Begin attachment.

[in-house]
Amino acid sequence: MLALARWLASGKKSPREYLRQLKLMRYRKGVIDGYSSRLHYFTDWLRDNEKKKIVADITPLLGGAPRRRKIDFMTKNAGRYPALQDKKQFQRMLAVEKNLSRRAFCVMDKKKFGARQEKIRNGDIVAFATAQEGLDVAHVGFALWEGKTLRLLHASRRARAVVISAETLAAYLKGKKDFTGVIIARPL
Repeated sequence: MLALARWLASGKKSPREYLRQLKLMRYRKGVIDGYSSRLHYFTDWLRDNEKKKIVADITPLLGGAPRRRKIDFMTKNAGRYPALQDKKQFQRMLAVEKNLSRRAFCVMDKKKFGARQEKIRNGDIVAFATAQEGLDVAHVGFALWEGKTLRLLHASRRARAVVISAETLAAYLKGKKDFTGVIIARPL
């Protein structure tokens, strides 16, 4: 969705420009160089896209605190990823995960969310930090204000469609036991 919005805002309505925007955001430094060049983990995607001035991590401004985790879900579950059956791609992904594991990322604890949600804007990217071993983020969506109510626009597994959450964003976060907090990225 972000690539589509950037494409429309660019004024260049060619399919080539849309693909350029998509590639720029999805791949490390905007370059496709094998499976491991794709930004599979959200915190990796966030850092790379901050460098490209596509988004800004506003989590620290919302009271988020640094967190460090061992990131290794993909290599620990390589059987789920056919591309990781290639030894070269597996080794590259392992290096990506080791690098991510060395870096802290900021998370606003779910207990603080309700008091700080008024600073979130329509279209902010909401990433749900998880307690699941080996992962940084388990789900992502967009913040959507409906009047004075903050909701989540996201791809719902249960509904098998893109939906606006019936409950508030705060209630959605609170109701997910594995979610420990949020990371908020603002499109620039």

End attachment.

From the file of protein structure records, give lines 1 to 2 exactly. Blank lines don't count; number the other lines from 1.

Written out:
[in-house]
Amino acid sequence: MLALARWLASGKKSPREYLRQLKLMRYRKGVIDGYSSRLHYFTDWLRDNEKKKIVADITPLLGGAPRRRKIDFMTKNAGRYPALQDKKQFQRMLAVEKNLSRRAFCVMDKKKFGARQEKIRNGDIVAFATAQEGLDVAHVGFALWEGKTLRLLHASRRARAVVISAETLAAYLKGKKDFTGVIIARPL